HP fine-tunes its multi-cloud pitch

It must be really interesting to work at Hewlett-Packard these days. Not only is the company breaking itself in half, it’s making multi-billion-dollar acquisitions and it’s balancing an array of cloud offerings. Oh, and it just shook up cloud management, with Marten Mickos turning key responsibilities over to three other execs, including Bill Hilf,  SVP of HP Helion product management.

As of now, [company]HP[/company] is fielding two private cloud frameworks. Eucalyptus (or, as reported last week, Helion Eucalyptus) is for people who want compatibility with Amazon Web Services APIs. Helion OpenStack is apparently for everyone else.

These two offerings got point upgrades this week. Helion OpenStack 1.1, for example, features better high-availability features, and better support for running Windows workloads (with Microsoft backstopping HP’s own support.) Helion Eucalyptus 4.1 gets an “AWS CloudFormation compatible service” to make it easier for customers to move orchestration templates from AWS to HP Helion clouds without rewriting or a ton of tweaking. And Helion Development Environment (aka HP’s version of the Cloud Foundry Platform as a Service) gets better logging, more dashboards to track usage quotas and system patches.

Bill Hilf, SVP of Helion Cloud product management for HP.

Bill Hilf, SVP of Helion Cloud product management for HP.

No AWS APIs for OpenStack

HP will not add AWS API compatibility to Helion Openstack, Hilf said in an interview Tuesday. Instead, he said, the company will offer Cloud Service Automation atop the various clouds — Helion Eucalyptus, Helion OpenStack, [company]Amazon[/company] Web Services, [company]Microsoft[/company] Azure, [company]VMware[/company] — that will give users the proverbial “one pane of glass” to manage them all.

As is usually the case, the rationale cited was customer feedback. “We sat in focus groups and customers said they didn’t want [AWS] S3 APIs embedded in OpenStack. They wanted an OpenStack cloud and an AWS-compatible cloud and a VMware-based cloud and to be able to move stuff between them,” Hilf said.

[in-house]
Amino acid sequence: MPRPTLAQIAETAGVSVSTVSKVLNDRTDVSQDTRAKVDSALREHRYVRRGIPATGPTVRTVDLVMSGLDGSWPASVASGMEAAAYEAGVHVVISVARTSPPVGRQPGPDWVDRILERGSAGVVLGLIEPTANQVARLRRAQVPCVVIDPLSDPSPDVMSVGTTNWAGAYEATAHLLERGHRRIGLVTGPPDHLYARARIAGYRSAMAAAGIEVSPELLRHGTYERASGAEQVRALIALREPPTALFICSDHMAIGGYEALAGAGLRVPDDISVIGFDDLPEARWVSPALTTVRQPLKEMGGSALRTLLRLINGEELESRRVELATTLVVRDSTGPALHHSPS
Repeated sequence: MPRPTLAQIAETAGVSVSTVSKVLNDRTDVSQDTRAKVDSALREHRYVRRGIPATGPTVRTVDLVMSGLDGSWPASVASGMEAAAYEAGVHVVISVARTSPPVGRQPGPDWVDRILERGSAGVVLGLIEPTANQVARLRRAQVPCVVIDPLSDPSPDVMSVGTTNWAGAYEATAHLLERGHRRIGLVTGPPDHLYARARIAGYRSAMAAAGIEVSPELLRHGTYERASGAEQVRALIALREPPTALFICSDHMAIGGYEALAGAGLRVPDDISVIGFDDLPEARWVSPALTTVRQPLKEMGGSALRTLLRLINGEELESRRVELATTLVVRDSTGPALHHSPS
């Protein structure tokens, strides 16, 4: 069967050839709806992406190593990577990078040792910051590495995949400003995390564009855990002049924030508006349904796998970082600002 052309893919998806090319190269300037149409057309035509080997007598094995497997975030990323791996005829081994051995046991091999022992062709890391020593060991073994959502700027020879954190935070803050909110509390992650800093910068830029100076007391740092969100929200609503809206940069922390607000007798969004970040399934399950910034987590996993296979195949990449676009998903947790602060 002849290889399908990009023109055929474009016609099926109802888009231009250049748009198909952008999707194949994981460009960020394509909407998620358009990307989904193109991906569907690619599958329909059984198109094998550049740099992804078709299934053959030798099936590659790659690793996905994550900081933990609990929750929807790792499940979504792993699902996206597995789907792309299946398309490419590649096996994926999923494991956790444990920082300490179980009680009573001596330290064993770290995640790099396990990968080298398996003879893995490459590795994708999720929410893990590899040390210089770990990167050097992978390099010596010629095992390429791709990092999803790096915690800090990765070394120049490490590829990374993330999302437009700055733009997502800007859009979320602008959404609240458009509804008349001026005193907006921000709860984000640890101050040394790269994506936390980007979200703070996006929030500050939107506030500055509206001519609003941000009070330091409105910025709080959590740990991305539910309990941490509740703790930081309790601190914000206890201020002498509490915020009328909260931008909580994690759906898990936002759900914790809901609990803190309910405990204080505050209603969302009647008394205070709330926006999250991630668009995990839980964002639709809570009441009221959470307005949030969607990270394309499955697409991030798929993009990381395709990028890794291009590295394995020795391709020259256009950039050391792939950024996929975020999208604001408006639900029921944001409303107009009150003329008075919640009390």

“So instead of burning huge time and resources in community debates, we decided, why not just let them build those different clouds and manage them all across the top?”

A public cloud, but not an AWS rival

[company]HP[/company] continues to offer public cloud, but the positioning of that has definitely changed. Its product was once positioned (a year or so ago) as an enterprise-worthy public cloud to compete directly with Amazon Web Services, but that’s no longer the sales pitch.

“We are not building a general-purpose cloud at that scale for any type of workload,” Hilf said. “We are focused on building private, managed clouds that can interoperate. We do have public cloud but we’re not aiming to compete with the big three. We want to interoperate with them.”

Sooooo, what’s new with HP’s cloud strategy?

Look! Hewlett-Packard is doing something with Eucalyptus after all, at least according to a new web page touting HP Helion Eucalyptus, the “Open. Agile. Secure AWS-compatible private cloud.”

HP bought Eucalyptus in September, put that company’s CEO, Marten Mickos, in charge of the overall HP cloud business and things went pretty quiet. Until this week, when I reported that Mickos was ceding his leadership role and the aforementioned page appeared.

An [company]HP[/company] spokesman confirmed that it is a new page, and is “fully in line” with HP’s hybrid cloud push and previous pledge to support AWS customers. Most of the page’s links route back to the original Eucalyptus web site.

I still have so many questions.  Will HP’s OpenStack-based Helion private cloud also offer AWS API compatibility?  HP pulled planned support for those APIs from its public cloud two years ago. Will it reverse that course?

And most intriguingly, will HP — which is a long-time and sometimes irritated Microsoft partner — decide to de-emphasize its own public cloud aspirations and instead throw in more fully with [company]Microsoft[/company] Azure? Hey, anything is possible.


HP reorgs cloud biz as Marten Mickos cedes key responsibilities

Marten Mickos, the former Eucalyptus CEO who became HP’s top cloud guy in September when HP bought Eucalyptus, is turning over key responsibilities to three other HP executives, according to an internal email message viewed by Gigaom.